Which type of jury decides if there is enough evidence to stand trial?
Does a preliminary hearing or a grand jury better balance the rights of society and the rights of the accused?
A preliminary hearing is to decide if there's enough evidence for the case to go to trial. This is a crucial stage in a criminal case. The judge decides with the evidence presented if a crime has been committed and if there's enough evidence against the defendant. Added; Of course, if you choose to, you can plead guilty, or enter an Alford Plea at any point in the judicial process.
stand trial again on the same trial? Did you mean on the same charge? If so, no that is double jeopardy. If further compelling evidence is found, it's possible to be charged with a different offense if the evidence warrants it. For example, you were tried and found not guilty for murder. Evidence surfaces that the person did not go with you willingly as it was originally assumed. You could then be charged with kidnapping…
A preliminary hearing simply determines that there is probable cause or reason to believe that a crime has been committed and that you may have committed it so the case can proceed to trial. By waiving the preliminary hearing, you are not admitting guilt, you are only agreeing that there is enough evidence against you for you to stand trial.
A jury hears the evidence presented by both sides in a trial and then determines the facts based upon the evidence. In a criminal trial the jury decides guilt or innocence and in a civil trial determines if a defendant is liable to a plaintiff, and in some instances determines damages. For more detail on juries please see the related link below.
This sounds like a domestic violence case. If this is true, please do not retract your statement, you are the victim. However, if its not, if your statement has been retracted it is up to the prosecutor to see if there is enough evidence to follow up with a trial. If there is not enough evidence the charges will be dropped and your husband will be set free. If there is enough evidence the bail…
A petit jury in a criminal trial decides whether or not a defendant is guilty beyond a reasonable doubt. The other type of jury, the Grand Jury, decides whether or not there is sufficient evidence to bring charges against a defendant prior to the trial. It does not decide whether or not the defendant is guilty. Therefore the Grand Jury is not bound by the standard of beyond a reasonable doubt.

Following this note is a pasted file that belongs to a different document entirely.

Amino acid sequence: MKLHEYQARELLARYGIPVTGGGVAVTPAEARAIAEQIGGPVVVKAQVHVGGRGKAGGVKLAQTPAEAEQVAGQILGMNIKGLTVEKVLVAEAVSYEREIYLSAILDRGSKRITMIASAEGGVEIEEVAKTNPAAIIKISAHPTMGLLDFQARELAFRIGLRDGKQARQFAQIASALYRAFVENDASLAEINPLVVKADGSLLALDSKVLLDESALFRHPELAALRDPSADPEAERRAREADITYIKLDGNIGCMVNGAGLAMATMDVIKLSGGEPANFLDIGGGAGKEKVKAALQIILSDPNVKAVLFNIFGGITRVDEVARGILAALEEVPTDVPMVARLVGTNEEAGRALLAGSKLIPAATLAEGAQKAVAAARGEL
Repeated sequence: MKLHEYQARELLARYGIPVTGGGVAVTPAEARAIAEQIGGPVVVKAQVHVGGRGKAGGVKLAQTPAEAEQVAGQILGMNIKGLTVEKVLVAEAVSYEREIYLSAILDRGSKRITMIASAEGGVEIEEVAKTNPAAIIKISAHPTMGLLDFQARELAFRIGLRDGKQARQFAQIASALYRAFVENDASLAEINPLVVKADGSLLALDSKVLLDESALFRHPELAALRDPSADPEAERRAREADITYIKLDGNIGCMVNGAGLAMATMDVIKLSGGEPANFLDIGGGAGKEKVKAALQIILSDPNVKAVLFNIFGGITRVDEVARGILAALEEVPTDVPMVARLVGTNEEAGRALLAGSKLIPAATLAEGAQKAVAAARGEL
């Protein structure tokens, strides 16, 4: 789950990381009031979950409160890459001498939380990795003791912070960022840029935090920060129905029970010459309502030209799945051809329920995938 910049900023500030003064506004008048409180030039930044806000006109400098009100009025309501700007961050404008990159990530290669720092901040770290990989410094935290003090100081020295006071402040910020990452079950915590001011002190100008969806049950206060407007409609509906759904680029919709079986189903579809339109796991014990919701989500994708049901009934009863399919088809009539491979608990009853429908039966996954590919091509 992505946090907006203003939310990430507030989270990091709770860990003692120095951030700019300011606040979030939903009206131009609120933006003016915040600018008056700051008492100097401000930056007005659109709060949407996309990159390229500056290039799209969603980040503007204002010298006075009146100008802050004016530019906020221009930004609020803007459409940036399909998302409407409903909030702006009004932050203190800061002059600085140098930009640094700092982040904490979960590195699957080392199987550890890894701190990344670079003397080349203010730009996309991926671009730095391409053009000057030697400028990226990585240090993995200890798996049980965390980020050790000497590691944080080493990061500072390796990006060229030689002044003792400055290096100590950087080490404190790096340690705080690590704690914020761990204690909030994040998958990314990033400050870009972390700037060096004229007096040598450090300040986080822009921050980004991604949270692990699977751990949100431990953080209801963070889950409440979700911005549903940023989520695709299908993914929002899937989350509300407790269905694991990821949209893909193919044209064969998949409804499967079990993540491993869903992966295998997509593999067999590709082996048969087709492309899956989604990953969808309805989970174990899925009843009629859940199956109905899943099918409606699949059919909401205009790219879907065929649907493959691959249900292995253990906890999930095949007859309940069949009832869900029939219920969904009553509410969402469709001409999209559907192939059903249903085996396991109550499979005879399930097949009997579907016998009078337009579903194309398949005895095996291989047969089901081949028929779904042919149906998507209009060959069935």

Defense counsel must be provided with evidence. If you are a spectator you must attend the trial and see for yourself what evidence is produced at trial. Defense counsel must be provided with evidence. If you are a spectator you must attend the trial and see for yourself what evidence is produced at trial. Defense counsel must be provided with evidence. If you are a spectator you must attend the trial and see for yourself…
The Court does not charge you. The prosecuting attorney does. In order to indict, there must be enough evidence to show "probable cause." Essentially, the grand jury or court (as the case may be) must believe that there is enough evidence to put the defendant on trial. What this evidence is will depend on the crime and the circumstances.
A bench trial is a trial conducted before a judge without a jury. In such trials, the judge decides both questions of facts and questions of law. A jury trial is a civil or criminal trial which the case is decided by the jury who observes the proceedings then deliberates in private and makes the fineal decision The rules of evidence and procedural methods are the same in both kinds of proceedings.
A Grand Jury hears primarily from the prosecutor, usually in sessions that are closed to the press and the public, and decides whether there is enough evidence to charge someone and to hold a trial. A jury (or Petit Jury) hears evidence from both prosecutor and defense in a courtroom before a judge where any member of the press and the public can come and observe. The Judge tells the jury what the law says…
Good explanation below. "Probable Cause" is a legal term for evidence that would convince a reasonable person that there is "cause to believe" that a given person may have committed a given criminal act. It is less than proof of guilt, but more than mere suspicion. In a probable cause hearing, a judge hears testimony to determine if there is sufficient cause for a case to go forward to trial.